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Will This Be the Hottest Presidential Debate Ever?

An investigation.

A podium thermometer.
Heatmap Illustration/Getty Images

In spite of a deadly heat wave that has seen temperatures touch 100 degrees Fahrenheit and a first-ever summer date, today’s presidential debate in Atlanta won’t even come close to being the hottest ever. Temperatures will reach 84 degrees this afternoon and are forecasted to settle around 80 degrees by the time the debate begins at 9 p.m. Eastern.

This is the first presidential debate not to be held in September or October, when most American cities have started to cool down. And of the cities that have hosted debates, just four are further south Atlanta. Yet this is just the eighth-hottest debate in history.

The story would’ve been different if the debate had been held in any of the past six days. Thermometers in Atlanta have hit 93 degrees all week — which would’ve made this debate the hottest ever.

Even more remarkably, there have been three previous debates on days when temperatures surpassed 90 degrees.

The high of 92 degrees the day of the third presidential debate in 2004 between then-President George W. Bush and his Democratic challenger John Kerry was ordinary for a mid-October day in Tempe, Arizona, where the debate was held. There, temperatures regularly reach into the 90s late into the month.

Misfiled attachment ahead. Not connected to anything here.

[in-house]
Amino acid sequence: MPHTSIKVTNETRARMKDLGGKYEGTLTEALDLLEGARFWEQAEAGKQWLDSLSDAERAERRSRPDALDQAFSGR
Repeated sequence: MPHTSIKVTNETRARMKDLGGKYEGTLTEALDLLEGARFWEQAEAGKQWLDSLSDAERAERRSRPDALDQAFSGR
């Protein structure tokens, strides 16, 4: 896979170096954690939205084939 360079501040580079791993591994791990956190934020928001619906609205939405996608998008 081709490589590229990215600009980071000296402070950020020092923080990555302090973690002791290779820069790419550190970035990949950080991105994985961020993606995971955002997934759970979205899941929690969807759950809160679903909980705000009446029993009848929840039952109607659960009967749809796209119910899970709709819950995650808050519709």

But the September 21, 1980 presidential debate in Baltimore between insurgent Republican nominee Ronald Reagan and Independent John B. Anderson (Democrat Jimmy Carter, the incumbent, declined the invitation) saw temperatures soar about 14 degrees higher than average, reaching 90 degrees. And in San Francisco on October 6, 1976, the thermometer also hit 90 degrees — more than 20 degrees above the average for the city at that time of year.

Map of debate day high temperatures relative to average.

On average, debate-day high temperatures have been trending higher in recent years. But in truth, there aren’t many conclusions to be drawn from that metric. Temperatures can vary widely from day to day, and this will be only the 36th general-election presidential debate since then-candidates John F. Kennedy and Richard Nixon faced off for the first time on national television in 1960. That doesn’t give us a huge data set to work with.

Of the four cities that have hosted 90 degree debates, temperature variability is especially pronounced in Baltimore, where at least 23 days out of the past year have been 10 degrees hotter or cooler than the day before. The figure is lower but still pronounced for Atlanta, San Francisco, and Tempe, underscoring the difficulty of drawing reliable conclusions on the trajectory of debate-day forecasts.

Plus, every debate has been held in the evening, after heat has subsided for the day. On that scorching day in San Francisco, for instance, temperatures had fallen to the 70s by the time Carter and then-President Gerald Ford were making their opening statements.

But even if presidential debates go back to their usual early autumn time slot, we might still see a rise in debate temperatures as the seasons themselves change. One 2021 study found that climate change had increased the length of summer by 17 days from 1952 to 2011, while spring, autumn, and winter all lost days. By 2100, summer could last up to half the year, the study found.

Charlie Clynes profile image

Charlie Clynes

Charlie is an intern at Heatmap and senior at Brown University, where he studies applied math and history. He is also the managing editor of digital content at The Brown Daily Herald.


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